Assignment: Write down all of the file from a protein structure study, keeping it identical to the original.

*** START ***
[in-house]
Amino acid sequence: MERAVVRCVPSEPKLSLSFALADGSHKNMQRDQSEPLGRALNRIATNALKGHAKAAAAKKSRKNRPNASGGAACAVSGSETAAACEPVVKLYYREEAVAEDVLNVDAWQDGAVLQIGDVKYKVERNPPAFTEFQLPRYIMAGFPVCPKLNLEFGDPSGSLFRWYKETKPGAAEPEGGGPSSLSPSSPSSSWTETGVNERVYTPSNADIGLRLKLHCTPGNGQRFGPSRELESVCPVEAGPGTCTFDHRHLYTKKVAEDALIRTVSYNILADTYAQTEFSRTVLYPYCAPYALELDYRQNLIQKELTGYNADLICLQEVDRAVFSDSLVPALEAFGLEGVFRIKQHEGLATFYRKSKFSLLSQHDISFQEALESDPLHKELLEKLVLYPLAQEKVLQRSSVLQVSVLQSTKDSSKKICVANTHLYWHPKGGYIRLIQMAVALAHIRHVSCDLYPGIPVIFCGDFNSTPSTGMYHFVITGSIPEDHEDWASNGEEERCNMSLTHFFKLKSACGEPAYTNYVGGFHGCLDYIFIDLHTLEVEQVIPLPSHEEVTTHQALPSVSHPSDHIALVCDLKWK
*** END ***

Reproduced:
[in-house]
Amino acid sequence: MERAVVRCVPSEPKLSLSFALADGSHKNMQRDQSEPLGRALNRIATNALKGHAKAAAAKKSRKNRPNASGGAACAVSGSETAAACEPVVKLYYREEAVAEDVLNVDAWQDGAVLQIGDVKYKVERNPPAFTEFQLPRYIMAGFPVCPKLNLEFGDPSGSLFRWYKETKPGAAEPEGGGPSSLSPSSPSSSWTETGVNERVYTPSNADIGLRLKLHCTPGNGQRFGPSRELESVCPVEAGPGTCTFDHRHLYTKKVAEDALIRTVSYNILADTYAQTEFSRTVLYPYCAPYALELDYRQNLIQKELTGYNADLICLQEVDRAVFSDSLVPALEAFGLEGVFRIKQHEGLATFYRKSKFSLLSQHDISFQEALESDPLHKELLEKLVLYPLAQEKVLQRSSVLQVSVLQSTKDSSKKICVANTHLYWHPKGGYIRLIQMAVALAHIRHVSCDLYPGIPVIFCGDFNSTPSTGMYHFVITGSIPEDHEDWASNGEEERCNMSLTHFFKLKSACGEPAYTNYVGGFHGCLDYIFIDLHTLEVEQVIPLPSHEEVTTHQALPSVSHPSDHIALVCDLKWK